Phenanthrene degradation in soil by ozonation: Effect of morphological and physicochemical properties Academic Article in Scopus uri icon

Abstract

  • © 2016 Elsevier Ltd The aim of this study was to characterize the ozone reaction with phenanthrene adsorbed in two types of soils (sand and agricultural). The effect of soil physicochemical properties (texture, bulk density, particle density, porosity, elemental composition, permeability, surface area and pore volume) on the phenanthrene decomposition was evaluated. Commercial sand has a uniform morphology (spherical) with a particle size range between 0.178 and 0.150 mm in diameter, regular elemental composition SiO 2 , specific density of 1701.38 kg/m 3 , a true density of 2492.50 kg/m 3 , with an effective porosity of 31%. On the other hand, the agricultural soil had heterogeneous morphology, particle size between 0.1779 and 0.05 mm in diameter, elemental composition was montmorrillonite silicon oxide, apparent density of 999.52 kg/m 3 , a true density of 2673.55 kg/m 3 , surface area of 34.92 m 2 /g and porosity of 57%. The percentage of phenanthrene decomposition in the sand was 79% after 2 h of treatment. On the other hand, the phenanthrene degradation in the agricultural soil was 95% during the same reaction time. The pore volume of soil limited the crystal size of phenanthrene and increased the contact surface with ozone confirming the direct impact of physicochemical properties of soils on the decomposition kinetics of phenanthrene. In the case of agricultural soil, the effect of organic matter on phenanthrene decomposition efficiency was also investigated. A faster decomposition of initial contaminant and byproducts formed in ozonation was obtained in natural agricultural soil compared to the sand. The partial identification of intermediates and final accumulated products produced by phenanthrene decomposition in ozonation was developed. Among others, phenanthroquinone, hydroquinone, phenanthrol, catechol as well as phthalic, diphenic, maleic and oxalic acids were identified.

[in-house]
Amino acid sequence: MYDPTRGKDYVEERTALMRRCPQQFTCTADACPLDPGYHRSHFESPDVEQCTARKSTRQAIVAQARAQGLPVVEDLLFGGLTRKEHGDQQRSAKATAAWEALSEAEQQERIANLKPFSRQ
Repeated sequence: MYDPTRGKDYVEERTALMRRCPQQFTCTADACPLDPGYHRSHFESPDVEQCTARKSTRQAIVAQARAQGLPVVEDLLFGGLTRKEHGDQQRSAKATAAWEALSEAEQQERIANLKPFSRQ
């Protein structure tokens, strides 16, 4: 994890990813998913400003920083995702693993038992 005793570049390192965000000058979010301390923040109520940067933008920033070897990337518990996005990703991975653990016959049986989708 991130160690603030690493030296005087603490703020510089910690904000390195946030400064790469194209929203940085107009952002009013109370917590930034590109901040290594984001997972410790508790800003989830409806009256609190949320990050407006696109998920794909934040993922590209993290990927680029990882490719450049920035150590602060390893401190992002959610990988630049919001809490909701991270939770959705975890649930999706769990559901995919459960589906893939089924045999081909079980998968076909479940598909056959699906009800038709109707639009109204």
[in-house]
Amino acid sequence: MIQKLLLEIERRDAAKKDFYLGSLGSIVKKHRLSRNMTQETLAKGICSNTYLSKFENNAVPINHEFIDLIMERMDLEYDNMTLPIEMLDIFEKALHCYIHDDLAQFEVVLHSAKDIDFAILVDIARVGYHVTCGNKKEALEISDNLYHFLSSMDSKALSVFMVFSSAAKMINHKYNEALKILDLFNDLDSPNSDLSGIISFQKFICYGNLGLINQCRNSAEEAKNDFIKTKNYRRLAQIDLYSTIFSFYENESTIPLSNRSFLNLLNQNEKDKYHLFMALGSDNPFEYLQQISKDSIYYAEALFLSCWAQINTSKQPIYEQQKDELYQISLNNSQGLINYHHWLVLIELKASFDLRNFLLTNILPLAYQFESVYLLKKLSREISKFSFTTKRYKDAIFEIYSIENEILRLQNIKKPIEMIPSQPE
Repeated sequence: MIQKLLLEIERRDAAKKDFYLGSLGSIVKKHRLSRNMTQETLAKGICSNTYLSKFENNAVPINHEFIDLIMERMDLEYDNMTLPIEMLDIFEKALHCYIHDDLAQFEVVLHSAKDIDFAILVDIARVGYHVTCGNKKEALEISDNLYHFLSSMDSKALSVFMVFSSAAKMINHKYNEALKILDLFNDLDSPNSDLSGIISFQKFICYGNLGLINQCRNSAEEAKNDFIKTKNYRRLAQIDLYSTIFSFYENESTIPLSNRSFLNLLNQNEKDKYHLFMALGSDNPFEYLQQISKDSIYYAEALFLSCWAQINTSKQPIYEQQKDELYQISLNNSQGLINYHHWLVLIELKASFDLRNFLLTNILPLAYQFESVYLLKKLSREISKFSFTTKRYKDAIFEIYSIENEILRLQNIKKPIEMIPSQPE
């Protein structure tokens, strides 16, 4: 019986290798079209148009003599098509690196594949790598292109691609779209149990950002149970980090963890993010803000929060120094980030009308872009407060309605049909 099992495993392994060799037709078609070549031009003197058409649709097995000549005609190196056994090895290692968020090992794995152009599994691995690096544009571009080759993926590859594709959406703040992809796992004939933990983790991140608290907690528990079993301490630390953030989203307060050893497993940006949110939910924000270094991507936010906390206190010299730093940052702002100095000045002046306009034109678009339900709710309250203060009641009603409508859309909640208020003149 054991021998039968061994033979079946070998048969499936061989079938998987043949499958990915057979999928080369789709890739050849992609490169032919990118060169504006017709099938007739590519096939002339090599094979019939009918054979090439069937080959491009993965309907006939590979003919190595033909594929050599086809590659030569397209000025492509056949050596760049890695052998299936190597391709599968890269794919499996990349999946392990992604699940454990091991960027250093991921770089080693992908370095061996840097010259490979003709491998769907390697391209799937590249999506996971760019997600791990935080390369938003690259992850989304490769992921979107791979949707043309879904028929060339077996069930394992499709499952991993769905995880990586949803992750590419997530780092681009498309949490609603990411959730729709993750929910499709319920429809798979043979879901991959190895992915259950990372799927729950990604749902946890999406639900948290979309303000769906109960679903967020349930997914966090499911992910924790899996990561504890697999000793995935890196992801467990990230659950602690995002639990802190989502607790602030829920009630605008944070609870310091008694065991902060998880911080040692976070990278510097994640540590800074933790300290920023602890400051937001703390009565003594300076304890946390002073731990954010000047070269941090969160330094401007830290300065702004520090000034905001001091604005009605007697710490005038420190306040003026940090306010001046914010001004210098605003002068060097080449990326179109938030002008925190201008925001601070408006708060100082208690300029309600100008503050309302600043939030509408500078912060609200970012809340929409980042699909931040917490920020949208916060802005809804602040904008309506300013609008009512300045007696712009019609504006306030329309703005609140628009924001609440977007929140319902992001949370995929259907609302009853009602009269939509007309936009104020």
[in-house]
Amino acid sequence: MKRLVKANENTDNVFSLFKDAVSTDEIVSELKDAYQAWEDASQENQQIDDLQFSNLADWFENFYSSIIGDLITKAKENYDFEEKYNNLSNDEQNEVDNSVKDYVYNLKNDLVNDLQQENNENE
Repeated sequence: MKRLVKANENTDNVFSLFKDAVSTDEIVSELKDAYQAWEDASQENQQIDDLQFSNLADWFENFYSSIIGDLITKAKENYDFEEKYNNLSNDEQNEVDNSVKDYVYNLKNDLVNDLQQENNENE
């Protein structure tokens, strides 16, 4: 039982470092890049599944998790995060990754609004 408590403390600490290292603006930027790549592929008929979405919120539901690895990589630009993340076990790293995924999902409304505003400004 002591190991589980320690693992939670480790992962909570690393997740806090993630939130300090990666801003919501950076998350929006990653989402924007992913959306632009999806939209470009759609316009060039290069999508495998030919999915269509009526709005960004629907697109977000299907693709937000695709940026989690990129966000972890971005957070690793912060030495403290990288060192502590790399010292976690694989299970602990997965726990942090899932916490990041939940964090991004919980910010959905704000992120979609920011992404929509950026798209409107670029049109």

Publication date

  • February 1, 2017